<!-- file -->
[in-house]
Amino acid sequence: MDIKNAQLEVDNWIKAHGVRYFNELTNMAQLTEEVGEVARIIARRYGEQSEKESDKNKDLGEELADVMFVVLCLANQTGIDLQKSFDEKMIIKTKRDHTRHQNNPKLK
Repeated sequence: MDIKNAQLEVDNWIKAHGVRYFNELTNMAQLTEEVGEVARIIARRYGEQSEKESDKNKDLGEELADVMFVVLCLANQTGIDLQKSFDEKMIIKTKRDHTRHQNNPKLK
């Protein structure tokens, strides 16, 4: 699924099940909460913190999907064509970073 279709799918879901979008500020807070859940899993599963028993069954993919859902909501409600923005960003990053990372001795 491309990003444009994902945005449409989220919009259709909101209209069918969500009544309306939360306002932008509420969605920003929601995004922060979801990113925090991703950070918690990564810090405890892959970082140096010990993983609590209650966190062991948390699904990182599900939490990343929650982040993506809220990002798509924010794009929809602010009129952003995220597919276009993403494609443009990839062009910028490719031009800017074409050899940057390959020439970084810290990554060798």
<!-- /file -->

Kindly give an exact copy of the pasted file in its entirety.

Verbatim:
[in-house]
Amino acid sequence: MDIKNAQLEVDNWIKAHGVRYFNELTNMAQLTEEVGEVARIIARRYGEQSEKESDKNKDLGEELADVMFVVLCLANQTGIDLQKSFDEKMIIKTKRDHTRHQNNPKLK
Repeated sequence: MDIKNAQLEVDNWIKAHGVRYFNELTNMAQLTEEVGEVARIIARRYGEQSEKESDKNKDLGEELADVMFVVLCLANQTGIDLQKSFDEKMIIKTKRDHTRHQNNPKLK
């Protein structure tokens, strides 16, 4: 699924099940909460913190999907064509970073 279709799918879901979008500020807070859940899993599963028993069954993919859902909501409600923005960003990053990372001795 491309990003444009994902945005449409989220919009259709909101209209069918969500009544309306939360306002932008509420969605920003929601995004922060979801990113925090991703950070918690990564810090405890892959970082140096010990993983609590209650966190062991948390699904990182599900939490990343929650982040993506809220990002798509924010794009929809602010009129952003995220597919276009993403494609443009990839062009910028490719031009800017074409050899940057390959020439970084810290990554060798």